Harry Crewe, an orphan, lives on the charity of an upper-class Homelander family in the desert country of Damar. But when the king of a native, magical Hillfolk population senses with his “kelar” magic that Harry will be important to his people, he spirits her away to his desert tribe.

Harry soon exceeds the Hillfolk king’s expectations by developing a military skill that marks her a symbol of hope for the downtrodden Hillfolk. To them, she becomes known as “Harimad-sol,” a legend in the making, and among them she finds purpose she never found among the Homelanders. When the King declares her a king’s rider and gifts her with the legendary blue sword of Lady Aerin, Harry carries it to war for her adopted country.

High Fantasy, first published 1982, winner of Newbery Honor (1983), Rebecca Caudill Young Reader’s Book Award Nominee (1988) & Dorothy Canfield Fisher Children’s Book Award Nominee (1984).

My library has copies of The Blue Sword in both the children’s section and the adult sf/f section; but if this book were published today, it would probably be marketed as YA, even though it doesn’t feel like modern YA (kind of like Sabriel by Garth Nix doesn’t feel quite like YA). It would also probably have more romance and less of a European feel.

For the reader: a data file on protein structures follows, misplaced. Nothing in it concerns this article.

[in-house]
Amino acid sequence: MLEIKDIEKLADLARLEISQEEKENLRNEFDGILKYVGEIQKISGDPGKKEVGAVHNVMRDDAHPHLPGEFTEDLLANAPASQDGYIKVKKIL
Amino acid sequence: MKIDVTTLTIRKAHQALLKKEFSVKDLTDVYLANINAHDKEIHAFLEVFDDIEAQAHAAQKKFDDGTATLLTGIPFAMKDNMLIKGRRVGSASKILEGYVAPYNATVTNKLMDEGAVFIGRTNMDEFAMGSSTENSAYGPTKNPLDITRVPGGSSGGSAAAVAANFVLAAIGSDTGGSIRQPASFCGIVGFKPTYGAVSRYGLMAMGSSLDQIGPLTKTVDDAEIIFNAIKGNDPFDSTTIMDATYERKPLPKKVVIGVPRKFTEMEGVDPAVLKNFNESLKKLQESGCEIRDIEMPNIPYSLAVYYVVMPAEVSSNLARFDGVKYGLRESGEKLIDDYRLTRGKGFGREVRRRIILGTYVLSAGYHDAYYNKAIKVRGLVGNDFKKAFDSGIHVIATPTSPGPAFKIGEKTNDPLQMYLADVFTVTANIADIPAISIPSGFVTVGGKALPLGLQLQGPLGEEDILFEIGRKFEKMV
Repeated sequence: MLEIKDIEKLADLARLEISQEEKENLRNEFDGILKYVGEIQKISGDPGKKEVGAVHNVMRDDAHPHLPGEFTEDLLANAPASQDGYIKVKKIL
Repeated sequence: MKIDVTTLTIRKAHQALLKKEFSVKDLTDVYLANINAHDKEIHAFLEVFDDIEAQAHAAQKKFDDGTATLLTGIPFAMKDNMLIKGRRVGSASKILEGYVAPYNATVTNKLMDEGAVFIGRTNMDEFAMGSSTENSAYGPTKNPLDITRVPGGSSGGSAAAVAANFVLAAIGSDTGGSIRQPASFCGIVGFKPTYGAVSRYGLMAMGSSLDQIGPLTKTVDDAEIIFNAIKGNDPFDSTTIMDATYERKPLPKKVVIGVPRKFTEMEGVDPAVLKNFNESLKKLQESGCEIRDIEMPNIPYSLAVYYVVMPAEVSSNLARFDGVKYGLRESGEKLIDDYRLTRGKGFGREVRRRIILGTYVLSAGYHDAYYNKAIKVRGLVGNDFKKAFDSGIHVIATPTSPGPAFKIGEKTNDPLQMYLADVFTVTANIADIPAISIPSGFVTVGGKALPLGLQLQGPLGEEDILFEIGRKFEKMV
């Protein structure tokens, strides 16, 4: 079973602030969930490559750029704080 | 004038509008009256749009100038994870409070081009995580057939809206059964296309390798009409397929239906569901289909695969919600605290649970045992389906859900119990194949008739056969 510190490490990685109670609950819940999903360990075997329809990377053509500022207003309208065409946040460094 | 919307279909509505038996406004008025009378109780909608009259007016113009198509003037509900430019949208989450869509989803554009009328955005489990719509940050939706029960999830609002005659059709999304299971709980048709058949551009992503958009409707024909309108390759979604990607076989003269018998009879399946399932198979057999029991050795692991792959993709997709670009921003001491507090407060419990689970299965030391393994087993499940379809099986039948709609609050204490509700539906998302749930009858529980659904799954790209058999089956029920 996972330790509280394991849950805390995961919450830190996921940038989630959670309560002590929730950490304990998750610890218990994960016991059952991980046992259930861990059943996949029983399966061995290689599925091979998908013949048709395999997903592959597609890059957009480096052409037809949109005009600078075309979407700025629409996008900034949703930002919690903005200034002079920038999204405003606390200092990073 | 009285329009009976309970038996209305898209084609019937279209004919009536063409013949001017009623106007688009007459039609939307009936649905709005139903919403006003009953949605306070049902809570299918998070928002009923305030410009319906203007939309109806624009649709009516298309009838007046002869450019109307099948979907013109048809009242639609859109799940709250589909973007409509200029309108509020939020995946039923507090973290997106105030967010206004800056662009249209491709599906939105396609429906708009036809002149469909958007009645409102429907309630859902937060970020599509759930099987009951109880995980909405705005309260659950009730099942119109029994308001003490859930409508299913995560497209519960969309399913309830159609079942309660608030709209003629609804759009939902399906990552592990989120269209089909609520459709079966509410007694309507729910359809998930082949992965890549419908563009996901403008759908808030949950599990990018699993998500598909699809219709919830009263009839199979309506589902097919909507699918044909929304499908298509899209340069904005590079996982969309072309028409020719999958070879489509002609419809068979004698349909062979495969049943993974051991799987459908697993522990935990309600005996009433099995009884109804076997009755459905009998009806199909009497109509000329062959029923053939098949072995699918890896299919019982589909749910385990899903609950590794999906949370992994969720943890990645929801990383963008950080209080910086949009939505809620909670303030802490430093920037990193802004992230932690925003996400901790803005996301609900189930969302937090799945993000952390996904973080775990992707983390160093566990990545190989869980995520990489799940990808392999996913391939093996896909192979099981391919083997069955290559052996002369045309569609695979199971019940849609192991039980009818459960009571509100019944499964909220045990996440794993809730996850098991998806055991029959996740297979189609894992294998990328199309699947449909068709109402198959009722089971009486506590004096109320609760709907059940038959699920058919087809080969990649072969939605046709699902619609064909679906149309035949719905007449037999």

As is, it appeals as much to adult-me as I think it would have to teenaged-me.

The Plot :

The first few chapters start slowly, but the writing is so lovely, I didn’t mind a bit. The plot fits nicely within the Hero’s Journey/Quest plot, except that it’s about a girl, instead of a guy. I love the “training” portions of the novel, since those often get skipped, in modern YA Fantasies.

The Worldbuilding :

The worldbuilding is a delightful mix of Victorian English, almost-American-western and middle eastern societies, as impossible as that sounds. The Homelanders have civil servants, rickety trains and fabulously fresh orange juice, and they spend their time hosting fancy dinners with the militia to find eligible mates for their daughters. Meanwhile the conquered Hillfolk, a clan-like desert people, live in the real world where wars and magic and concerns over a dwindling population take precedence.

It’s quite a fun world.

The subtle “kelar” magic reminds me of The Lord of the Rings. Nobody knows how the magic works, exactly; it just does. It appears to be more of an uncontrollable, fates-driven thing than an ability.

The Characters :

There’s so much to love about Harry Crewe. She’s my very favorite kind of protagonist—one who is complex and compelling, but also very good. She’s a heroine not just because she’s skilled, capable and loyal, but because she has a mind of her own and accepts responsibility for her own choices without complaint. She doesn’t expect the world to be fair; she just does her best to make it better.